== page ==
In thinking through the doctrine of election this spring in one of my systematic theology classes, I found John Piper’s book The Justification of God very helpful in discerning how corporate/historical election and individual/eternal election relate to one another in Romans 9:1-24, a relation that had always been a bit fuzzy in my mind.
Regarding the view that Paul has in mind in Romans 9 only corporate/historical election, Piper writes that this view’s “decisive flaw is its failure to ask how the flow of Paul’s argument from 9:1-5 on through the chapter affects the application of the principle Paul has established in Rom 9:6b-13″ (64, italics his).
And again, on 66: “in Paul’s mind the election of Isaac over Ishmael and Jacob over Esau established an ongoing principle whereby God elects unconditionally the beneficiaries of his blessing not only in the establishment of the nation Israel by Jacob and his sons, but also within that very nation so that ‘all those from Israel, these are not Israel.'”
Clearly some of the Old Testament examples of election to which Paul appeals in Romans 9:1-24 are examples of historical/corporate election. Although I question the extent to which historical election and eternal election can be separated, I do grant that there are some who are historically elect who are not eternally elect (e.g., Judas Iscariot [cf. John 6:70]). However, in Romans 9:1-24, as Piper has helped me to see, the principle that Paul gleans from the Old Testament examples he cites – “not because of works but because of him who calls” (9:11) – is applied to Paul’s current pastoral concern, namely, the failure of so many individual first century Jews to recieve their Messiah, Jesus, and thus be saved from eternal damnation (9:1-5). Paul’s burden following verse 6 is to provide support for his assertion that “all those from Israel, these are not Israel” (and hence to demonstrate that God’s promises to Israel had not failed). How would an appeal to corporate election advance Paul’s argument? In context, he is concerned with the eternal destiny of individuals within the already historically chosen corporate people.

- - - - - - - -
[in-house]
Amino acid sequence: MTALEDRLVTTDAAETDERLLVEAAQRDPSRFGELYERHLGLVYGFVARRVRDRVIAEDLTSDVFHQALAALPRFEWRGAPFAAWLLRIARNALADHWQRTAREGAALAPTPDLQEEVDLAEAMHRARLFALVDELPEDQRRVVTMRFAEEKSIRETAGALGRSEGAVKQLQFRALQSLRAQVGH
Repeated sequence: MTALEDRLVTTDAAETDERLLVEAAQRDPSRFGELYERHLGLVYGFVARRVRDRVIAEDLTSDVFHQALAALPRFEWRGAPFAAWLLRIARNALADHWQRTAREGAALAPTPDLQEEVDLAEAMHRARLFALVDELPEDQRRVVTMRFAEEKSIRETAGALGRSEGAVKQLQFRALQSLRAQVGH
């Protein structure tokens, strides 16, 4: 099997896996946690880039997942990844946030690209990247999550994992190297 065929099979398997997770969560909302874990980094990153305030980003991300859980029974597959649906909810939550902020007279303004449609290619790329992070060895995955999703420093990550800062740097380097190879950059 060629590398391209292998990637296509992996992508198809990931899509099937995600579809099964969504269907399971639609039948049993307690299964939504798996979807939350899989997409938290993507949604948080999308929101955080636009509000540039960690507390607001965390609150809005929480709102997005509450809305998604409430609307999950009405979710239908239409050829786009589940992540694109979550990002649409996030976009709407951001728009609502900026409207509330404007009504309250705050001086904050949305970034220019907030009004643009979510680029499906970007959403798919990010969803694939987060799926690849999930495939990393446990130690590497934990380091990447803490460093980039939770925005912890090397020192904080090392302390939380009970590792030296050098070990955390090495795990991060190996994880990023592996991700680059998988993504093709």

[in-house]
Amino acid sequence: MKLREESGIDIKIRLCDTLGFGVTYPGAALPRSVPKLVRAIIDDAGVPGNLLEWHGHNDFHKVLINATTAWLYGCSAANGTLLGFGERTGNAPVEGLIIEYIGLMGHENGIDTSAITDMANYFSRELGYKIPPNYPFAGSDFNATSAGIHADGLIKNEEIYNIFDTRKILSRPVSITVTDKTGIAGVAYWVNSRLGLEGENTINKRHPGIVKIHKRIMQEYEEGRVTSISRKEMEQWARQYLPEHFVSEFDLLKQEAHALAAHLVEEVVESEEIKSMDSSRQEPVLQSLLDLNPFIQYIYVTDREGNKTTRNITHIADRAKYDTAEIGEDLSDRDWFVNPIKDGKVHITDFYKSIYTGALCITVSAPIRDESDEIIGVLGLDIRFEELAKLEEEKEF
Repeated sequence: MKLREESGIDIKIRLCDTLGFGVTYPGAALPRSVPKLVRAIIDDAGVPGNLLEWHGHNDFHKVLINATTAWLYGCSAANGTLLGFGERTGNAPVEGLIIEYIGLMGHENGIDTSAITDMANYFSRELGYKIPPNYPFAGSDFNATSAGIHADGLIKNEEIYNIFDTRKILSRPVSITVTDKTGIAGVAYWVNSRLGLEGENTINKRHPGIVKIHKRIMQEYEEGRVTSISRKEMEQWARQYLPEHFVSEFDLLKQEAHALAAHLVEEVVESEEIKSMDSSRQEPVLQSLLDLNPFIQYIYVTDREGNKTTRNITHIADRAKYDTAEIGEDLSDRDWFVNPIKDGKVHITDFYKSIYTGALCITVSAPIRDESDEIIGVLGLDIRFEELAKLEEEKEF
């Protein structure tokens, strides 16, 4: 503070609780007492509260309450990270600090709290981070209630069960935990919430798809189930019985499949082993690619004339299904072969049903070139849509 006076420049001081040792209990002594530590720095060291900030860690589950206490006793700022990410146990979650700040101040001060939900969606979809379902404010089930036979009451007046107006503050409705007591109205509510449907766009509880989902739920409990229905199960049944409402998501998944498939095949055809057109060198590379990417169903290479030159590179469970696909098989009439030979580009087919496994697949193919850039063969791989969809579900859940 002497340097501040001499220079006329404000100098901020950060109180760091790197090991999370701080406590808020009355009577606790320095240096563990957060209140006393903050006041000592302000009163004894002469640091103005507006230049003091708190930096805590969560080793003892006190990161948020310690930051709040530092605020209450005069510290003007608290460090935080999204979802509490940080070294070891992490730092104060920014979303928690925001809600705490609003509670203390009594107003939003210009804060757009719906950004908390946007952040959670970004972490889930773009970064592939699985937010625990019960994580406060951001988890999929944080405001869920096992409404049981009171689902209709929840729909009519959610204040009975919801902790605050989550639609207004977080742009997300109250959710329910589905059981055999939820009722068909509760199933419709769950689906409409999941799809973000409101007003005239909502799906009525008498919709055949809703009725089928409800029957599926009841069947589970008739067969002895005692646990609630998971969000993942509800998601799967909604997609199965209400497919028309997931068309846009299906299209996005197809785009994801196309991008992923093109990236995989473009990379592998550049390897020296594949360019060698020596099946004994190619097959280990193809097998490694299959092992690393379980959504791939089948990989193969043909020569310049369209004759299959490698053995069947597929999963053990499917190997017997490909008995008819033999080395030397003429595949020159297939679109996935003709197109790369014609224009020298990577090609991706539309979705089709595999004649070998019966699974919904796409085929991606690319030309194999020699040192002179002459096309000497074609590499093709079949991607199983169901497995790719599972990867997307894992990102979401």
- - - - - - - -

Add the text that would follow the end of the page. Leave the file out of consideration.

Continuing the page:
I was also touched by Piper’s personal response to this difficult doctrine at the end of his book:
“For those who, like myself, confess Rom 9 as holy Scripture and accord it an authority over our lives, the implications of this exegesis are profound. We will surely not fall prey to the naive and usually polemical suggestions that we cease to pray or that we abandon evangelism. If we did that, we would only betray our failure to be grasped by this theology as Paul was who ‘prayed without ceasing’ (I Thessalonians 5:17) and who labored in evangelism ‘harder than any of the other apostles’ (I Corinthians 15:10). On the contrary, will be deeply sobered by the awful severity of God, humbled to the dust by the absoluteness of our dependence on his unconditional mercy, and irresistably allured by the infinite treasury of his glory ready to be revealed to the vessels of glory. Thus we will be moved to forsake all confidence in human distictives or acheivements and we will entrust ourselves to mercy alone. In the hope of glory we will extend this hope to others that they may see our good deeds and give glory to our Father in heaven” (220).